MEASLES, MUMPS, and RUBELLA infections.

It is recommended to check the immune status for those vaccine-preventable diseases. In the case of negative or inconclusive results it is important to vaccinate susceptible individuals. I think that last year's outbreak of measles in Chinese adoptees and cases of mumps in children arriving for the hosting program do make very compelling arguments.


Before chicken pox vaccine was introduced in the United States in 1995 about 100 people were dying every year from this disease, considered by many as mild childhood malady. Most of those who died or became seriously sick were adults. In many countries, including the former Soviet Union, chicken pox vaccine is not even licensed yet. Unfortunately, the history of chicken pox disease does not guarantee protective immunity. Chicken pox in adults is a very serious, potentially life-threatening disease and therefore it is also extremely important to check your immune status against it too.

PNEUMOCOCCAL infection is known to cause serious conditions in very young children (that's why we do have a pneumococcal vaccine Prevnar) and certain groups of adults (seniors, patients with immune-deficiencies and so on). Because newly adopted children can be a potential source of this infection for susceptible adults, make sure that everybody, to whom this vaccine is recommended, are properly immunized.


Now we do have a choice of killed injectable vaccine (recommended for infants, toddlers, seniors and patients with such chronic conditions as asthma, diabetes and others) and live intranasal vaccine for healthy kids and adults. It is extremely important to immunize everybody against influenza as early in the season as possible (mid-September – early October). Other vaccines can be added depending on the epidemiologic situation in the specific country and/or region. Make sure to check with your health department or at Unfortunately, insurance companies usually do not cover most of these vaccinations for adults, with the partial exception for the Flu and adult pneumococcal vaccines. Fortunately, the blood work to determine the immunity status can be covered. Therefore it is wise to ask your internist or family practitioner to do these tests as a part of your pre-adoption physical. Hope that information will help to prepare you for at least some medical challenges of international adoption and hosting.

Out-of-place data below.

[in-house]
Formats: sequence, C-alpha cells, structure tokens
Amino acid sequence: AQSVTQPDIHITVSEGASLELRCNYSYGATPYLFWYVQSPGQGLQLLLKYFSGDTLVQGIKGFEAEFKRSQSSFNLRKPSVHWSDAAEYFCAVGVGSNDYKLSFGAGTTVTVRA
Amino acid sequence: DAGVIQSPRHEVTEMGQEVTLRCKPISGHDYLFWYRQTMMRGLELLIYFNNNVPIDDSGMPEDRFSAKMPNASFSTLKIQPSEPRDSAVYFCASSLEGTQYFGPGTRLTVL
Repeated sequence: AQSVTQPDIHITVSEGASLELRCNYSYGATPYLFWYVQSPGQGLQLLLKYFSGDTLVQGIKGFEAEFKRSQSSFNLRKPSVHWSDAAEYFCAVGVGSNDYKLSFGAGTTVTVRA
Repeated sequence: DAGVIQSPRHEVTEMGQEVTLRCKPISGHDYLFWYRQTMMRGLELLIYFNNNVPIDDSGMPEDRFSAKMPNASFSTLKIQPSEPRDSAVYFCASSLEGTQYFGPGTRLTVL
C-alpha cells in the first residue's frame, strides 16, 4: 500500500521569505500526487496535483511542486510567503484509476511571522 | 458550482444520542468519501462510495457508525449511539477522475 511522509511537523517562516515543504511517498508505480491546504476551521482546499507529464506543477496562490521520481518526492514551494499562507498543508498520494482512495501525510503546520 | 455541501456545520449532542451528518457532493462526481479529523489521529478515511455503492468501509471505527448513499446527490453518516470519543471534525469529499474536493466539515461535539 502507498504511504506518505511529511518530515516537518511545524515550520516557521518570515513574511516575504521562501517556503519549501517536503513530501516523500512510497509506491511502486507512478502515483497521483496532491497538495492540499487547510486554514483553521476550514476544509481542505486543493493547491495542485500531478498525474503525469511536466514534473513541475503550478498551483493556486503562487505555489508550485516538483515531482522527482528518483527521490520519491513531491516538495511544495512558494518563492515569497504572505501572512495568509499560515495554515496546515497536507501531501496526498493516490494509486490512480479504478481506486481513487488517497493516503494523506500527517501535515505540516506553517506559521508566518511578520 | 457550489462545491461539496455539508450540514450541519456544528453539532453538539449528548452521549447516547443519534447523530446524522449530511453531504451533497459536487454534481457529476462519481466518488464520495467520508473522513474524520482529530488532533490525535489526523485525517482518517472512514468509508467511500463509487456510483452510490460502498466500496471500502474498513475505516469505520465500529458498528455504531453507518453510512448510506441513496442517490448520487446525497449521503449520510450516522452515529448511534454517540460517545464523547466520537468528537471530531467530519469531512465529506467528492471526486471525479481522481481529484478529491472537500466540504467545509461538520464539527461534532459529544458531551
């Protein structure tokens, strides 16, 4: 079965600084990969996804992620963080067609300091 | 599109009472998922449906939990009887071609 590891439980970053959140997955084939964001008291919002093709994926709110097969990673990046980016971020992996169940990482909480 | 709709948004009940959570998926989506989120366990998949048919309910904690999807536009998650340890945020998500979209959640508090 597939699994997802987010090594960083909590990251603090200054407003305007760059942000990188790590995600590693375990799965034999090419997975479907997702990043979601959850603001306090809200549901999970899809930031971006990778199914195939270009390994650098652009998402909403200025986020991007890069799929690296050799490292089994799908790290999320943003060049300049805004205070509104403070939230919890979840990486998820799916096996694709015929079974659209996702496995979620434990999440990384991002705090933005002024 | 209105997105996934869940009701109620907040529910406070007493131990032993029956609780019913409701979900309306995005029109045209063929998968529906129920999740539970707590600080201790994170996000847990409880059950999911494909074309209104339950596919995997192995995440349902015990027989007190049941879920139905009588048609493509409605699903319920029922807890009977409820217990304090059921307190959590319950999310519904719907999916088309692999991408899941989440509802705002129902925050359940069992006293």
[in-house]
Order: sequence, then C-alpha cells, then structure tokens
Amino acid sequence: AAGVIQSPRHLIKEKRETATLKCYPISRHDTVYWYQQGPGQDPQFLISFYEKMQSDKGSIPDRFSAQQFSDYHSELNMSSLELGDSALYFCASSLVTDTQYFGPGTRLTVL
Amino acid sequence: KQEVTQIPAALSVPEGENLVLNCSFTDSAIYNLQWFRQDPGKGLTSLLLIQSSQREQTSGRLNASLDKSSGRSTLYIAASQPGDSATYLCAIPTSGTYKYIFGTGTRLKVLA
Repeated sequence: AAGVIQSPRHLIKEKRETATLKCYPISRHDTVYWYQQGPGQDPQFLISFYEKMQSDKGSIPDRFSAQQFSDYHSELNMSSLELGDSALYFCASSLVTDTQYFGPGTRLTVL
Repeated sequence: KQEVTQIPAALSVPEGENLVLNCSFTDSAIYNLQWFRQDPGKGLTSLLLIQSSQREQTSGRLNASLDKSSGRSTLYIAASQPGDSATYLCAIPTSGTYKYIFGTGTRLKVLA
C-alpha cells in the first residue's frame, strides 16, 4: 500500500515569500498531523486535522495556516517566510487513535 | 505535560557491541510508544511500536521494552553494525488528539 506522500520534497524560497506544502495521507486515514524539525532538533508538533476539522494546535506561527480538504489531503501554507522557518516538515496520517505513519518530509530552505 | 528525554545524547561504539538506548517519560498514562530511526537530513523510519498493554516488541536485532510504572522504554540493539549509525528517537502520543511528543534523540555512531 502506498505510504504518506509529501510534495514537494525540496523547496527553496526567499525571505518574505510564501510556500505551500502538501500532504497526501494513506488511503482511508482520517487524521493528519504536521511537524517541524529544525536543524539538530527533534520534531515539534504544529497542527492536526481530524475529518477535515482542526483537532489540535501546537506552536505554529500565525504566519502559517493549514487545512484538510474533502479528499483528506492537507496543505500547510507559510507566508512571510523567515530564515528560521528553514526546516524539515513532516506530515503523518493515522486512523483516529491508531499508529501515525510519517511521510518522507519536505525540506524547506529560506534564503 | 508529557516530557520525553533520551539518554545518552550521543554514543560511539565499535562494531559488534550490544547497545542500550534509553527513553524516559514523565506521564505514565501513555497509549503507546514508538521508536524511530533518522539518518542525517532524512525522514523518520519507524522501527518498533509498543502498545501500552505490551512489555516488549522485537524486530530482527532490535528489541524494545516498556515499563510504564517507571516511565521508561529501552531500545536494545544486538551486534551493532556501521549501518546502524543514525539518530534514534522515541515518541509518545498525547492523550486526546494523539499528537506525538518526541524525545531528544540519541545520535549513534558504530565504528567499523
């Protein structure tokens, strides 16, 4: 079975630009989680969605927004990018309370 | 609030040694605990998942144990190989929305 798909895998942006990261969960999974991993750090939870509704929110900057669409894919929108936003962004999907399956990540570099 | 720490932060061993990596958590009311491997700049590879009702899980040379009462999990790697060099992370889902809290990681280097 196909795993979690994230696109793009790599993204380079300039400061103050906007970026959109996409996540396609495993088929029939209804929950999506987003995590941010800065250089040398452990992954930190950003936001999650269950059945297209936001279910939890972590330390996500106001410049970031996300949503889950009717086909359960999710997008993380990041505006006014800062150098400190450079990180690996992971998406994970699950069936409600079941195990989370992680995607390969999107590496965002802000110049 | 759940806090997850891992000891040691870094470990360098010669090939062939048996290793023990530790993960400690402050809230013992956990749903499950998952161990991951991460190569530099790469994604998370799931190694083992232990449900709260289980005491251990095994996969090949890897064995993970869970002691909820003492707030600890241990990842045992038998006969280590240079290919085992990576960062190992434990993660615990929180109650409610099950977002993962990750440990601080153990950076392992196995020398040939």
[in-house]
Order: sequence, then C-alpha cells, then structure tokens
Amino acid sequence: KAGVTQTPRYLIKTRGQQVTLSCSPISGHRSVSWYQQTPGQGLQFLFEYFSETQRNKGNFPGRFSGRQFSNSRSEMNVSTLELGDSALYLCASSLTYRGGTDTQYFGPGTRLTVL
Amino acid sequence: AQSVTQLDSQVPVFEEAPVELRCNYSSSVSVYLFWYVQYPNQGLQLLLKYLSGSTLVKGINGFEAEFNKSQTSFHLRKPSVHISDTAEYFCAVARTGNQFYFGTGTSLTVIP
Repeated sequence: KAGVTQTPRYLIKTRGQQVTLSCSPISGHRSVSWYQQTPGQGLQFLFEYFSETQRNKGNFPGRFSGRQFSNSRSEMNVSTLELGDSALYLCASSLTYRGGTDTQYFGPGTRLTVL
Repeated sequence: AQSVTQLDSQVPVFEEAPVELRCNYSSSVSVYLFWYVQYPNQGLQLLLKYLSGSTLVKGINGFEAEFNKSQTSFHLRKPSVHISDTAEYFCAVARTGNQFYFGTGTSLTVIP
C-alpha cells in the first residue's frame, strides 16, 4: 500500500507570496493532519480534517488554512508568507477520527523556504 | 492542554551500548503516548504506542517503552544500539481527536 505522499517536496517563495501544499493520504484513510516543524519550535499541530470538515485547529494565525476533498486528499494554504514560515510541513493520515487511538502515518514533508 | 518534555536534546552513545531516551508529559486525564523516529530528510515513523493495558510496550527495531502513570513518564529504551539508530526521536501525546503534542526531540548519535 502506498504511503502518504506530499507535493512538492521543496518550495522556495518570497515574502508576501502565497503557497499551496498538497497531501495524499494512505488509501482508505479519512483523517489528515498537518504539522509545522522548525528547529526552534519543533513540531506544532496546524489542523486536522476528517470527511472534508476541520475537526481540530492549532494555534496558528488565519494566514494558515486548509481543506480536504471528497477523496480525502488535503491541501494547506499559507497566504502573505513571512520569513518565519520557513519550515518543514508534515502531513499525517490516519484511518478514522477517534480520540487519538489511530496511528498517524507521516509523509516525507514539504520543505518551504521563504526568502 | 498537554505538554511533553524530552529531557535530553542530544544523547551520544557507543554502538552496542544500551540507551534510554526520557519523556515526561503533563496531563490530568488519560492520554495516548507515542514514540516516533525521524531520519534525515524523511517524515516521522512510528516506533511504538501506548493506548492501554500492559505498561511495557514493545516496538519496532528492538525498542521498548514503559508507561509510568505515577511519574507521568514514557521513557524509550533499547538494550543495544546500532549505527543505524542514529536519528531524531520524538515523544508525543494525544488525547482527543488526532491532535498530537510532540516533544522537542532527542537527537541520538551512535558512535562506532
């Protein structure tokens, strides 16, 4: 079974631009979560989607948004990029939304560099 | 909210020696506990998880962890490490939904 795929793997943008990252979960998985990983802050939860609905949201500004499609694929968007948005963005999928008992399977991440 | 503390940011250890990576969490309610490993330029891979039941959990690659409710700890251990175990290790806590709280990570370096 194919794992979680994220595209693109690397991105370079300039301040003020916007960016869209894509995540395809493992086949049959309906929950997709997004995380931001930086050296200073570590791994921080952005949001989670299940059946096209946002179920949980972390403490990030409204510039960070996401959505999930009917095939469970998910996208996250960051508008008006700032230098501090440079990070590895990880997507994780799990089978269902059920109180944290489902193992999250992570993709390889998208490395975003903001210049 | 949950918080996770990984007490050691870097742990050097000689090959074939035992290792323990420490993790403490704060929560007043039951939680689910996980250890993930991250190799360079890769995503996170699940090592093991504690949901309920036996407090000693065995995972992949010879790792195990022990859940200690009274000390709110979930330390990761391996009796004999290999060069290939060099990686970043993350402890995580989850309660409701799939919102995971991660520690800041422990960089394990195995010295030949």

“When we went to our children’s' orphanage there was a measles quarantine. We were still allowed to see our children. There were also cases of polio in our region (not in the orphanage but in the general population).” “I had no idea at the time it was whooping cough, but she caught it, and was miserable for about 3 weeks. She was only 11 months old, and would get up on her hands and knees several times during the night and have these awful coughing fits. It looked like she was going to choke… The (American) doctors didn't know for a while what she had. Then she gave it to me… I was sick for 3 months, and I can tell you it is not a pleasant thing to have … I couldn't sleep hardly at all due to the coughing, strained several muscles, and back muscles from the coughing, and had no energy. My doctor only diagnosed me after a 6-week period… Anyway, I'd take that vaccination in a heartbeat before experiencing that disease again, or watching my baby experience it!!!” “I actually know someone who brought her daughter home and then was sick for like 5 months with hepatitis A. She got it from her new daughter though she was assured her daughter did not have it. Please, PLEASE get your vaccinations!”

The information appearing here is intended for educational purposes only. It should not be used as a substitute for professional medical advice tailored to your child's individual needs. If you have questions or concerns regarding your child's physical or mental health, please seek assistance from a qualified healthcare provider.

GLOBAL PEDIATRICS is an international adoption medical support service that has specialized in assisting families adopting from the Former Soviet Union through every step of the adoption process for the past ten years. Dr. Gordina's unique professional background and attention to detail ensure the highest possible level of service. She is recognized by her patients and peers as a leader and pioneer in the field and has presented her adoption-related research at sessions of the AAP, JCICS, NACAS and other meetings. Dr. Gordina has both participated in and organized several humanitarian missions to pediatric clinics and orphanages in the Former Soviet Union. For all questions regarding our services please check 
Back to list

Copyright ©2003-2020
Last update: January 4, 2020